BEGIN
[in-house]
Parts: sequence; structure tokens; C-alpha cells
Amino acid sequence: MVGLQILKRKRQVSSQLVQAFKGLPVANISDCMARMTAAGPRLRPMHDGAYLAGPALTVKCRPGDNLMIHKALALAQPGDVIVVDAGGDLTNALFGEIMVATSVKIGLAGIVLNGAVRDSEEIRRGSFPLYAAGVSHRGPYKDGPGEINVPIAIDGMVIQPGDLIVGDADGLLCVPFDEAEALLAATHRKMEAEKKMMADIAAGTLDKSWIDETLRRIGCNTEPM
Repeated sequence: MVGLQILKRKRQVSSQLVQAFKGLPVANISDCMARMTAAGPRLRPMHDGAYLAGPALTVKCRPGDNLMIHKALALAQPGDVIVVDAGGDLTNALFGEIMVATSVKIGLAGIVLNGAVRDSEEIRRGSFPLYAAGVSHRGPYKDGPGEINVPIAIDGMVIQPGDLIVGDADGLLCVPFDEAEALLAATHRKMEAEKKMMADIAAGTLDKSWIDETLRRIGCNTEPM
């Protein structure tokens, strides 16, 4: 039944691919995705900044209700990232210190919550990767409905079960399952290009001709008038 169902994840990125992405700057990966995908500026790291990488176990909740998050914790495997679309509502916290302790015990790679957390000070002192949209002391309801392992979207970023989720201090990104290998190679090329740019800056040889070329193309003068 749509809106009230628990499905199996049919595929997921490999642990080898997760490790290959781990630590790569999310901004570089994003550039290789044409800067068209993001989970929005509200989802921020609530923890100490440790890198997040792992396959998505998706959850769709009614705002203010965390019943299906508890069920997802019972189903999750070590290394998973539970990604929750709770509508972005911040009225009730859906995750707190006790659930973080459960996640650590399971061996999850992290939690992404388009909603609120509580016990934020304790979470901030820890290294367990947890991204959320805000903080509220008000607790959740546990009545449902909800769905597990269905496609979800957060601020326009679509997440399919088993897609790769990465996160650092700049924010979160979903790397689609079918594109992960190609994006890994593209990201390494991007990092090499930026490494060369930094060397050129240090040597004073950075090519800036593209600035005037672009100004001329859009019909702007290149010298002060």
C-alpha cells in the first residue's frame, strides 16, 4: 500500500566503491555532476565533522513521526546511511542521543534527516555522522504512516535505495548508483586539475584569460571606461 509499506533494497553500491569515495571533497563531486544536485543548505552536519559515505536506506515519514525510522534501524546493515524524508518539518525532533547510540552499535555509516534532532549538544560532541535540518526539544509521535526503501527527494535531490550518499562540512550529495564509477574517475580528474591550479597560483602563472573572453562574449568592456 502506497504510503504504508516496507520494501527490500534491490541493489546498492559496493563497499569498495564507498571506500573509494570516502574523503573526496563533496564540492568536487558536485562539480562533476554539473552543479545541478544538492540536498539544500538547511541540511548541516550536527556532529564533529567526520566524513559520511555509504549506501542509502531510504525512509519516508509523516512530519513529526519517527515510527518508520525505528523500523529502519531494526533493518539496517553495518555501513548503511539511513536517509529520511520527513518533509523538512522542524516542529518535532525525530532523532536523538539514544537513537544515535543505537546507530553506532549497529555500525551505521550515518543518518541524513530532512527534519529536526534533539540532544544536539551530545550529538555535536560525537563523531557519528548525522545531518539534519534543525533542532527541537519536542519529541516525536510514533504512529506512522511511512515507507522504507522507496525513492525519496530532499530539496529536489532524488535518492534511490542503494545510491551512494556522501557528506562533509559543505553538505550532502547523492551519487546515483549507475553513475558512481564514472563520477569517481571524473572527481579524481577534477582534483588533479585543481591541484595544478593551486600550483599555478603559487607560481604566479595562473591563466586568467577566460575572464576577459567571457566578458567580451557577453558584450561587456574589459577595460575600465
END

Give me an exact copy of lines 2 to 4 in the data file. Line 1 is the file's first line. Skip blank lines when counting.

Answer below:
Parts: sequence; structure tokens; C-alpha cells
Amino acid sequence: MVGLQILKRKRQVSSQLVQAFKGLPVANISDCMARMTAAGPRLRPMHDGAYLAGPALTVKCRPGDNLMIHKALALAQPGDVIVVDAGGDLTNALFGEIMVATSVKIGLAGIVLNGAVRDSEEIRRGSFPLYAAGVSHRGPYKDGPGEINVPIAIDGMVIQPGDLIVGDADGLLCVPFDEAEALLAATHRKMEAEKKMMADIAAGTLDKSWIDETLRRIGCNTEPM
Repeated sequence: MVGLQILKRKRQVSSQLVQAFKGLPVANISDCMARMTAAGPRLRPMHDGAYLAGPALTVKCRPGDNLMIHKALALAQPGDVIVVDAGGDLTNALFGEIMVATSVKIGLAGIVLNGAVRDSEEIRRGSFPLYAAGVSHRGPYKDGPGEINVPIAIDGMVIQPGDLIVGDADGLLCVPFDEAEALLAATHRKMEAEKKMMADIAAGTLDKSWIDETLRRIGCNTEPM